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As employee activism takes root in tech, so does union activism. The link between the two is not coincidental.
In the last three years, Google and Microsoft employees protested military contracts, Amazon employees sought action on climate change, Facebook employees voiced anger over the firm's inaction on former President Trump's postings, and Wayfair employees fought to end furniture sales to migrant detention centers.
In this same period, a group of contractors at Google unionized, as did employees at Kickstarter PBC, a crowdfunding platform in New York, and at Glitch Inc., a coding platform.
More recently, in January, Google employees formed the Alphabet Workers Union. The tech union represents about 800 employees of Alphabet Inc., Google's parent company. The firm employs approximately 135,000 workers.
Prominent labor unions see a link between employee activism and tech union interest that, for some employees, has little to do with payment increases or job benefits. Instead, interests may include "the freedom to decline work on projects that don't align with our values," which is one of the goals of the Alphabet union.
Many tech employees have what's considered good pay but "having a union is not just about securing better wages or better salaries," said Grace Reckers, lead organizer for Office and Professional Employees International Union (OPEIU), an affiliate of AFL-CIO.
Even if an employee is paid a living wage, "you still deserve the right to be part of the decisions that are made that impact your compensation, your working conditions, the products you create," Reckers said.
"If they are going to be the people who are generating profit for the company, they want to have a say in how much that company is affecting the environment or global warming, or how that company takes part in U.S. imperialism and destruction of Black and brown communities," Reckers said.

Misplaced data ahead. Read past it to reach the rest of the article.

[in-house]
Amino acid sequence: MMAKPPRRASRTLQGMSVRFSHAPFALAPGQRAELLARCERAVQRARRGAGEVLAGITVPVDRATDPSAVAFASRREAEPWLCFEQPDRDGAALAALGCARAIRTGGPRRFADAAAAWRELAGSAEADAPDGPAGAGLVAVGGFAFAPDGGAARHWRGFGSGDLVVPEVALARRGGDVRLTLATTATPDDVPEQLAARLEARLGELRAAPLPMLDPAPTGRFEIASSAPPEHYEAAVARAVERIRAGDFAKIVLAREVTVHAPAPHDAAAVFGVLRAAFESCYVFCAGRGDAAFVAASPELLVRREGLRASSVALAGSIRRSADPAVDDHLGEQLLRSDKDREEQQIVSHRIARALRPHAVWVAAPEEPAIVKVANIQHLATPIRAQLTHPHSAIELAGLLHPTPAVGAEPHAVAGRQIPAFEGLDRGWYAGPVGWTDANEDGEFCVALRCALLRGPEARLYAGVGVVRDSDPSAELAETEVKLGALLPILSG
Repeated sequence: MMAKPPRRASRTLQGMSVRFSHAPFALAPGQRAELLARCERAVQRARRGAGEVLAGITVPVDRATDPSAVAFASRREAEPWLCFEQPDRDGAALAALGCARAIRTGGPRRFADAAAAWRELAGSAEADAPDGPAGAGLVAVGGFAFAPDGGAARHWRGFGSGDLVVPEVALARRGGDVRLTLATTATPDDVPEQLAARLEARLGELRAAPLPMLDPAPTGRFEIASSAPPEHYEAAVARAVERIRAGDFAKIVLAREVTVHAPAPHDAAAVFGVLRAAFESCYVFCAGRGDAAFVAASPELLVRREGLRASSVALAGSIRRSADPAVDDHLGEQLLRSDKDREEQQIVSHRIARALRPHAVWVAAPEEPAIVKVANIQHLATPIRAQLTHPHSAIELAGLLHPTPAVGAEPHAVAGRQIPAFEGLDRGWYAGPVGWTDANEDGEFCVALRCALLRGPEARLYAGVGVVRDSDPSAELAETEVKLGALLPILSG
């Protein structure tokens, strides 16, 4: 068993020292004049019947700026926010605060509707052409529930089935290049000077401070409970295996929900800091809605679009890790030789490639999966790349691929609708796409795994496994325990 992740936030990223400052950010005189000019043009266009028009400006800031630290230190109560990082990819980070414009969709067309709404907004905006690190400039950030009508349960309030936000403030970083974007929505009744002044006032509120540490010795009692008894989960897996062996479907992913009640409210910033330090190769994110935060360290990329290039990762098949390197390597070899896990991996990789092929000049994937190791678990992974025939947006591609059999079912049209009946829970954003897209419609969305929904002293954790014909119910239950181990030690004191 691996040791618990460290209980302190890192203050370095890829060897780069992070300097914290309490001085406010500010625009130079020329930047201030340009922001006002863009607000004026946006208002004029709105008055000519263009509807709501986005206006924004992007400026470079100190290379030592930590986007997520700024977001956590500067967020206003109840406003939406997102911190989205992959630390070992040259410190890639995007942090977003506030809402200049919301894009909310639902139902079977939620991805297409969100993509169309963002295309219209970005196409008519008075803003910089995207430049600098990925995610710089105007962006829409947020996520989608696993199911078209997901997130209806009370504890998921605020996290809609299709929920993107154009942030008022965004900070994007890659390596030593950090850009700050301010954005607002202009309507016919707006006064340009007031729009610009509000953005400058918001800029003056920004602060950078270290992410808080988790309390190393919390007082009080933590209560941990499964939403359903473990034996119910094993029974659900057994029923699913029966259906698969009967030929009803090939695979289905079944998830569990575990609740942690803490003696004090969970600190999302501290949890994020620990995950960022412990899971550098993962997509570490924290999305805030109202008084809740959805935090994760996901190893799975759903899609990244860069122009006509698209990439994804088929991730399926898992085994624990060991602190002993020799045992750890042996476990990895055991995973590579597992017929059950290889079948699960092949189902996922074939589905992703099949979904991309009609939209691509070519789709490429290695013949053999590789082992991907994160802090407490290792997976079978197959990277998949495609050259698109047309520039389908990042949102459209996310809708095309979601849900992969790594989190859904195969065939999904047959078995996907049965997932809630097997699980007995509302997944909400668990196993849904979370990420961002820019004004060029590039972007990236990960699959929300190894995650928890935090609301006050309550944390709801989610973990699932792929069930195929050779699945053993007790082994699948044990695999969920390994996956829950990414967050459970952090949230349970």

Uphill climb for unions
Labor unions have had more success organizing lower-wage workers at tech firms, such as the developing story between Amazon and its warehouse workers. Ballots to form a union were mailed Monday to about 6,000 Amazon warehouse employees in Bessemer, Ala. Voting will continue for the next seven weeks.
But organizing high-skilled workers is more complicated. Take IBM.
In 1999, IBM employees launched Alliance@IBM, a Communications Workers of America (CWA) unit. Similar to Google's effort, it began by representing only a fraction of IBM's overall workforce. But it never got enough membership to seek collective bargaining representation and was suspended in 2016.
What remains of the IBM organizing effort exists as an active Facebook Group, Watching IBM.
"The effort to organize workers in the tech sector has an uphill climb," said Peter Meiksins, a professor emeritus of sociology at Cleveland State University, who has published research on tech union interest.
Highly educated employees "have always been a challenge to organized labor," he said. "Professional identity tends to make employees think of unions as 'not for them,' so they have to be persuaded that joining a union doesn't turn them into a blue-collar worker."
But that kind of thinking may be changing. Kickstarter employees are part of the OPEIU union, which recently formed the Tech Workers Union Local 1010 as an umbrella group for tech union organizing. CWA launched a similar tech-focused effort last year.
There is a clear link between employee activism and labor organizing, said Jerry Davis, a business administration professor at the Ross School of Business and professor of sociology at the University of Michigan.
Jerry DavisProfessor, Ross School of Business
"The new efforts at tech union organizing are part of a broader rise of political activism that is spreading from the public square to the corporation," Davis said. "If you look at the demands of tech activists, they are not about wages and hours, but about social issues and pressing the company to live up to its values."
Some HR managers have turned employee activism on social issues into a positive thing, and as a way to improve employee experience and engagement. But when it comes to employee union efforts, it may be a harder task because businesses typically resist union organizing efforts.
When Kickstarter employees were in the process of organizing, the firm's CEO, Aziz Hasan, published an open letter that said in part, "the union framework is inherently adversarial."
But after the union was formed in January, Hasan amended that statement by writing, "Kickstarter has and always will fully support and respect our staff's decision to unionize" and said the firm would now focus on negotiating "a fair collective bargaining agreement."